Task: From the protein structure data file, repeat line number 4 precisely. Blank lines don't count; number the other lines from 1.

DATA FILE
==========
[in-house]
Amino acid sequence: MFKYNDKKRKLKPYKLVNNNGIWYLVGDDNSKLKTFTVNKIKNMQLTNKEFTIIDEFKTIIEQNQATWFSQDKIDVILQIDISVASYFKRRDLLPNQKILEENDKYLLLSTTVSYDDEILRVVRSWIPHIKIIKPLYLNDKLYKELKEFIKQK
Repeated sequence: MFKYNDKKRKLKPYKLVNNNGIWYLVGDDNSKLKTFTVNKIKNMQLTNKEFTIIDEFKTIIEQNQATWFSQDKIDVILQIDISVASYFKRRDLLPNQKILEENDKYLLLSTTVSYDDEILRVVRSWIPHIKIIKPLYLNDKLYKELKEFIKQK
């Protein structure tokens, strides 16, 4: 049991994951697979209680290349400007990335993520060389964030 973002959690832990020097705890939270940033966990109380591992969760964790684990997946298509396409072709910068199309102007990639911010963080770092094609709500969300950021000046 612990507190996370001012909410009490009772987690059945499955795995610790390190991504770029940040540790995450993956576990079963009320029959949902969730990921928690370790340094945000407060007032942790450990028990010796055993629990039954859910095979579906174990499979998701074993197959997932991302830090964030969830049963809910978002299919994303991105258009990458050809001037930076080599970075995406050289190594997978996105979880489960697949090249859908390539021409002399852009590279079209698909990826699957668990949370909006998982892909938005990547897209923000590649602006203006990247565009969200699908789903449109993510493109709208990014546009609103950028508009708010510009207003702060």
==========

């Protein structure tokens, strides 16, 4: 049991994951697979209680290349400007990335993520060389964030 973002959690832990020097705890939270940033966990109380591992969760964790684990997946298509396409072709910068199309102007990639911010963080770092094609709500969300950021000046 612990507190996370001012909410009490009772987690059945499955795995610790390190991504770029940040540790995450993956576990079963009320029959949902969730990921928690370790340094945000407060007032942790450990028990010796055993629990039954859910095979579906174990499979998701074993197959997932991302830090964030969830049963809910978002299919994303991105258009990458050809001037930076080599970075995406050289190594997978996105979880489960697949090249859908390539021409002399852009590279079209698909990826699957668990949370909006998982892909938005990547897209923000590649602006203006990247565009969200699908789903449109993510493109709208990014546009609103950028508009708010510009207003702060």